Review of the Day – Sea Queens: Women Pirates Around the World by Jane Yolen
Do you remember that whole Girl Power craze roundabout ten or so years ago? It was the oddest thing. Girls were supposed to seek empowerment in an era of Spice Girls and Ally McBeal on the one hand while appreciating Buffy the Vampire Slayer on the other. The term "Girl Power" has long since faded, but the quest continues to find books for our future female leaders that contain ladies with pizzazz. Now the publishing industry is more than willing to churn out a million pretty pink princess books on the one hand and biographies of people like Harriet Tubman and Jane Goodall on the other. That’s all well and good, but you know what the problems with these books are? They’re all about the GOOD girls. The ones who took on the bad guys and kicked some serious tuchis (metaphorically, usually). I’m all for strong female characters that are pure as newly driven snow, but what about all the bad girls? Is there something to be gained from reading a book about ladies who killed, robbed, and broke the law with impunity? I think so. If boys get their fare share of true life pirate titles, it should be no different for the fairer sex. So gals, if you want to go out and lead a crew of rough and tumble men across the seven seas to fame and infamy, take a gander at Sea Queens: Women Pirates Around the World, and see how it’s done. Just bear in mind that aside from all the moral implications, nine times out of ten you’ll reach a nasty, sticky end.
Thirteen female pirates of varying infamy, villainy, and tenacity are presented in Jane Yolen’s chronological listing of various deeds and misdeeds. After clearing up some piratical misconceptions and truths about the women who worked in that particular field (ballads, clothing, vocabulary, etc.) we launch into Artemisia Admiral-Queen (Persia: 500-480 B.C.) and it’s smooth sailing from there on in (so to speak). Each section considers the rumors and legends of the pirate women, considering the truth and the things we can never know for sure. Illustrator Christine Joy Pratt fills the book with scratchboard illustrations that resemble woodcuts. The book actually clocks in at a mere 103 pages, and with its large font and copious pictures, sidebars, and notes of text it’s actually ideal for kids reading early chapter books who aren’t quite ready for 400 page non-fiction titles. A roundup of other female pirates, a five page Bibliography (including websites), and an Index finish up the book.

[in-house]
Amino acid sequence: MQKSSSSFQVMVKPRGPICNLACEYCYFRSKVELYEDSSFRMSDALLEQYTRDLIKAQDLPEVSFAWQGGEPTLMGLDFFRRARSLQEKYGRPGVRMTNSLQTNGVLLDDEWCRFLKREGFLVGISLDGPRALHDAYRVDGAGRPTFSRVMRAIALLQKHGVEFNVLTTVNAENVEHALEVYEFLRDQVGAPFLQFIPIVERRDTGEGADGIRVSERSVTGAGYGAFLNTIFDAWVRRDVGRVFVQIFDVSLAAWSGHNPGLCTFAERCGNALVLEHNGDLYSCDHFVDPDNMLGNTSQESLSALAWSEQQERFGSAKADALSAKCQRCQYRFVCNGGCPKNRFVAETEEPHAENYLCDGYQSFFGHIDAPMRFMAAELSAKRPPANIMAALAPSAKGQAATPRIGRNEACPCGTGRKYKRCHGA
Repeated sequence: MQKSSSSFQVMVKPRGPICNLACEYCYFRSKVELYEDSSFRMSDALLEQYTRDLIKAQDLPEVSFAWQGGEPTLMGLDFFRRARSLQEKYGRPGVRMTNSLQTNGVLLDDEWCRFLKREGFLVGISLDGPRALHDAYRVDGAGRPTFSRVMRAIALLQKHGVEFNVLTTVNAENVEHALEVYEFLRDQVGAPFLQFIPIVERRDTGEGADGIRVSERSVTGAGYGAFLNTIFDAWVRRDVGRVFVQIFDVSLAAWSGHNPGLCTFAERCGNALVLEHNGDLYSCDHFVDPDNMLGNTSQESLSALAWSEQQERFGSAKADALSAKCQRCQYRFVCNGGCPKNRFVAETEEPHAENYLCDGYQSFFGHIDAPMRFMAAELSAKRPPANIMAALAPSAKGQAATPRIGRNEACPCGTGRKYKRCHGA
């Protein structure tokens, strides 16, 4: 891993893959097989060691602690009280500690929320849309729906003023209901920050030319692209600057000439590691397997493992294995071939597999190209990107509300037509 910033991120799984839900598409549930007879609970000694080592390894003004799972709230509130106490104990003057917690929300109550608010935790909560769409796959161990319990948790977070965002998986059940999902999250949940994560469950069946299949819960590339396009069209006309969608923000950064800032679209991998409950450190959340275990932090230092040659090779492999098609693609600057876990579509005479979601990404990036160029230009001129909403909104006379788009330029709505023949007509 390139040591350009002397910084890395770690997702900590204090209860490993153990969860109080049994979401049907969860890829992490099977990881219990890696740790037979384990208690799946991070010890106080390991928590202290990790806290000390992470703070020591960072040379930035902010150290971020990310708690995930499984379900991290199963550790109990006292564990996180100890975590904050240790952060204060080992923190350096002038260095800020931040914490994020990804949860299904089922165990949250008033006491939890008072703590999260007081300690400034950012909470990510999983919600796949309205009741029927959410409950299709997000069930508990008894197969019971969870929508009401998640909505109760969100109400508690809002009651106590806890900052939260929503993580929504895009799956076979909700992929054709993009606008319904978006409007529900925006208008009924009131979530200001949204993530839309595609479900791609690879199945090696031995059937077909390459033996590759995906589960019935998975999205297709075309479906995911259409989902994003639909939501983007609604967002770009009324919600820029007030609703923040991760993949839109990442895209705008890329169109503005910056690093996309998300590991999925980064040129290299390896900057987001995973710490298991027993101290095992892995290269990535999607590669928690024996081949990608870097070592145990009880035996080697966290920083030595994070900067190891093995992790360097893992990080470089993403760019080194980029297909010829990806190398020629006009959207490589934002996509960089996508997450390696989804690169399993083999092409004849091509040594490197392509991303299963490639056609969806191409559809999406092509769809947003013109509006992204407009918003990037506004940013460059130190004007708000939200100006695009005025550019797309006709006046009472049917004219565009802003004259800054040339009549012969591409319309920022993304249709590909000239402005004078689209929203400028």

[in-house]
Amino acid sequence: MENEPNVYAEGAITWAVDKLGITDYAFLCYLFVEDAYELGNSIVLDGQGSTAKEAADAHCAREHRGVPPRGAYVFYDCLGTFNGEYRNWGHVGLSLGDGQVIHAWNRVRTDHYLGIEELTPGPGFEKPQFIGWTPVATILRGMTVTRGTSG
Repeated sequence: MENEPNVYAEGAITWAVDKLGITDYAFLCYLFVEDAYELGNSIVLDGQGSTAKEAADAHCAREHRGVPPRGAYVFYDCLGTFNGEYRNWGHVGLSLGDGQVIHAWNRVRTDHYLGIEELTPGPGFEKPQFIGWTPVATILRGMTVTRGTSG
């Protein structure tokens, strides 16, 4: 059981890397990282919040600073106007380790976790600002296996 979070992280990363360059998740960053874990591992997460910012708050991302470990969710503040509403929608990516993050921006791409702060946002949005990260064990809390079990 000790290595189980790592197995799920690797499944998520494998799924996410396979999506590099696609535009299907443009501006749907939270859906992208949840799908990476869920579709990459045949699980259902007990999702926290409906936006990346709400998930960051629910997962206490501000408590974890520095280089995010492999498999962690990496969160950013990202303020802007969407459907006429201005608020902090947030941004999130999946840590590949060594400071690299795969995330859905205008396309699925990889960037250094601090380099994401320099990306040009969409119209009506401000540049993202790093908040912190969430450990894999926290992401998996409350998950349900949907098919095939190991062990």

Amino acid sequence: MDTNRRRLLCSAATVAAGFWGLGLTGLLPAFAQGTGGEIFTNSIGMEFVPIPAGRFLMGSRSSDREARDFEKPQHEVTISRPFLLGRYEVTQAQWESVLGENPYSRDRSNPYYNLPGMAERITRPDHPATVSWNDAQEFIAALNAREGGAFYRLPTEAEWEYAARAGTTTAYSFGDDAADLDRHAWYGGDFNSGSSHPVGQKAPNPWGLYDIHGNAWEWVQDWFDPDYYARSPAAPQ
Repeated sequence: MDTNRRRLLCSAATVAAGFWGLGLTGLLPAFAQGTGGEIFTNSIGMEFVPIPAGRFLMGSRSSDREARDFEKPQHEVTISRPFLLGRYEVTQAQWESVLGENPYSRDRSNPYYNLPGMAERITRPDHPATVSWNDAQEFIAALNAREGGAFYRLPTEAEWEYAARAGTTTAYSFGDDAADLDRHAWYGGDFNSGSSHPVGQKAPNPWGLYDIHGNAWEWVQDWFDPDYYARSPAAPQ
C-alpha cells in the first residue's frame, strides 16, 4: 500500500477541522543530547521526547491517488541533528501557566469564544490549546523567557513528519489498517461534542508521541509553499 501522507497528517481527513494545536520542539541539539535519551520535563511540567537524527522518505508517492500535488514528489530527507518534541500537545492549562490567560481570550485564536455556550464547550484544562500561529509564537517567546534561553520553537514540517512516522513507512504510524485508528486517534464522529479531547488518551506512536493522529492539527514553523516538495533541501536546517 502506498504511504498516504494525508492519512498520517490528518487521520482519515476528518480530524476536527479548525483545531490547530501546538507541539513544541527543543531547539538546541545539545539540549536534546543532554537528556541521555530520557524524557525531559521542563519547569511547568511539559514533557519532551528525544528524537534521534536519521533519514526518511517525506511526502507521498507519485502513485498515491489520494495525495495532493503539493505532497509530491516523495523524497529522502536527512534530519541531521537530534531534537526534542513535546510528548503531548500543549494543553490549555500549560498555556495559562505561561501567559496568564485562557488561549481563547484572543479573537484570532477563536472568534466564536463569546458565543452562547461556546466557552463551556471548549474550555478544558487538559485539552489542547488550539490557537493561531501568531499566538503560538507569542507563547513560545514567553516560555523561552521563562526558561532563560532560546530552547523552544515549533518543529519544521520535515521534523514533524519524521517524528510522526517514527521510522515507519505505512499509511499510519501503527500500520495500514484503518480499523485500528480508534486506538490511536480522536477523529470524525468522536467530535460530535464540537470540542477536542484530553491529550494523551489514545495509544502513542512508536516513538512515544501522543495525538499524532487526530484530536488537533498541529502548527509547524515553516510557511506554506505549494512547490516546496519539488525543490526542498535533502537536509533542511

Jane Yolen is no stranger to the world of female piracy. From her 1963 Pirates in Petticoats to her 1995 picture book The Ballad of the Pirate Queens (both books about Ann Bonney and Mary Reade) to Commander Toad and the Space Pirates . . . wait . . . maybe scratch that last one. In any case she’s clearly tread this ground before. What she hasn’t done before is research some of the other cutlass bearing lasses out there. Plus I appreciated that at the beginning of this book Ms. Yolen took time to tell us where these "facts" came from. As she points out, few pirates wrote about their own adventures. "But there are trial documents, logbooks of navy captains, and depositions from captured pirates and their victims," which, such as they are, are as close to fact as we’re going to get here. With its continual efforts to separate truth from fiction, the fear with this kind of book would be that you’d have a herky-jerky narrative that keeps you guessing. You might worry that the end result would leave you not knowing what, if anything, to believe. Fortunately Yolen has, in a sense, simplified these stories enough that rumors and facts go hand in hand. For example, the section on Charlotte de Berry of England contains a sidebar called "Truth or Fiction?" that draws attention to the fact that not only is this pirate potentially fictional, but may well have begun life as a penny dreadful. The proper text is filled with references to "Another version of the story" and what "supposedly" happened in her life. Kids will have no difficulty distinguishing out the real from the fun stories. The trick is that Yolen trusts them to understand the difference.